How much is in the tank? Estimating the likelihood of reservoir oil volume from 3C-3D seismic data, well logs, and geostatistics

Robert R. Stewart and Henrique Fraquelli


The volume of hydrocarbon reserves is a primary component of an energy company's value. Estimating that volume is a complicated, but essential and regulated, part of the resource industry's business. Geophysical methods continue to advance and are playing a more fundamental role in reservoir assessment (Hardage, 2009). This paper presents a framework to estimate the likelihood of a reservoir pore (oil) volume using multicomponent (3C-3D) seismic data, well logs, and geostatistics. The multicomponent (3C-3D) seismic data and well log measurements are first interpreted and combined to estimate rock properties using three methodologies: inversion, geostatistics, and multi-attribute analysis (Stewart and Todorov, 2000). The 3C-3D seismic data set and well logs are from the Blackfoot oilfield, Alberta. Conventional model-based inversion is applied to the P-P data to estimate the acoustic impedance. A 3-D converted-wave (P-to-S on reflection) inversion for shear velocity computes a PS weighted-stack followed by a conventional inversion algorithm. Geostatistical methods of kriging, cokriging, and stochastic simulation are used to derive a sand-shale distribution as well as a time-to-depth conversion from the various seismic and well log data. Linear multi-regression and neural networks next derive a relationship between porosity logs and a set of seismic attributes. We find that PS attributes are some of the most important. The sand thickness (gross) around the reservoir, sand percentage (for net thickness), and porosity are then used to generate a pore volume. We estimate an average oil saturation from the well logs, then compute an oil column height (OCH = gross isopach ? sand percentage ? porosity ? oil saturation). Multiplying the OCH by the reservoir area provides a total pore volume. This is the beginning of the volumetric calculation for the reservoir. We need to now try to assess the quality of this volumetric assessment (Uffen, 2011). Our approach is to gather all of the errors (or range of validities) of each part of the total pore volume equation. Blind tests (validations) are used with geostatistics to estimate errors in the predicted thickness and percentage of sand. The error in the neural net values for porosity are also estimated by comparing predicted logs with actual ones. We sum all of these fractional errors to produce a range of validities for the total pore volume. This error or validity range in the pore volume can be attached to a cumulative probability. Various points in the cumulative probability are interpreted as likelihoods of the volumes indicated. We also use these validity ranges in a Monte Carlo approach to predict oil volume likelihoods (Figure 1). The results obtained using these two approaches suggest hydrocarbon volumes for the Blackfoot pool: with a ten-percent probability (P10) of 12 MMbbl (there is 10% of chance that this reservoir has more than 12MMbbl), P50 of 8MMbbl, and a P90 of 5MMbbl. A recent accounting (Ken Mitchell, pers. Comm., 2011), using the actual amount of oil produced from the Blackfoot pool, suggests an original oil in place of 5.5MMbbl.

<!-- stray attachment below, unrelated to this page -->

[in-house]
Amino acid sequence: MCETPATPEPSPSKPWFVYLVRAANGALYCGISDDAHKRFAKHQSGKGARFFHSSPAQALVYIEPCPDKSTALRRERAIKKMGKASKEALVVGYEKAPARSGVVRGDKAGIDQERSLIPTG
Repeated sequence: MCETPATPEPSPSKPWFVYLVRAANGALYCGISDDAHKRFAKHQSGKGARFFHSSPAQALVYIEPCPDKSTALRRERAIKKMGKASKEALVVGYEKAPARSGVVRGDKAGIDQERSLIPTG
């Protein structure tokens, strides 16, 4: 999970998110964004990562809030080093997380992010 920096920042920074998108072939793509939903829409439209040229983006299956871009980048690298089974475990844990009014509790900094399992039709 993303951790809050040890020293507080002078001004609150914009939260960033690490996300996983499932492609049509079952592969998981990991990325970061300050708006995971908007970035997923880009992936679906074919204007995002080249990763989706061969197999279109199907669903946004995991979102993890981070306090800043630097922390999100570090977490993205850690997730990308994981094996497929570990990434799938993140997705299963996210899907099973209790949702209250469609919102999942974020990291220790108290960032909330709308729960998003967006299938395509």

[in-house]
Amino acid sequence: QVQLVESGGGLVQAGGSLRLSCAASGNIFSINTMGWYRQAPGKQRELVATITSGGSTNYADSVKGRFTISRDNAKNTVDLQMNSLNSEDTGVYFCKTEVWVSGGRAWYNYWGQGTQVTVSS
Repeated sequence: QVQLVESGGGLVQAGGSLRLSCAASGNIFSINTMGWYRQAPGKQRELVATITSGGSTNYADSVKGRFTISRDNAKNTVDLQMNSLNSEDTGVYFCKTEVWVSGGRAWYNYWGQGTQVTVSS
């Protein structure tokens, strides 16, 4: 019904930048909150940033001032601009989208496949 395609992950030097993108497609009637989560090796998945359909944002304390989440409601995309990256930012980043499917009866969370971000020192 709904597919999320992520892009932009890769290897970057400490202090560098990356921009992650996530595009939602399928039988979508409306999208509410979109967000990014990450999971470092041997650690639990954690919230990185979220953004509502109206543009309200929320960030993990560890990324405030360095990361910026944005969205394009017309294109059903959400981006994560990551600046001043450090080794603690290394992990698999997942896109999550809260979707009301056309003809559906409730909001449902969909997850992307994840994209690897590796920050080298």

View full article as PDF (0.18 Mb)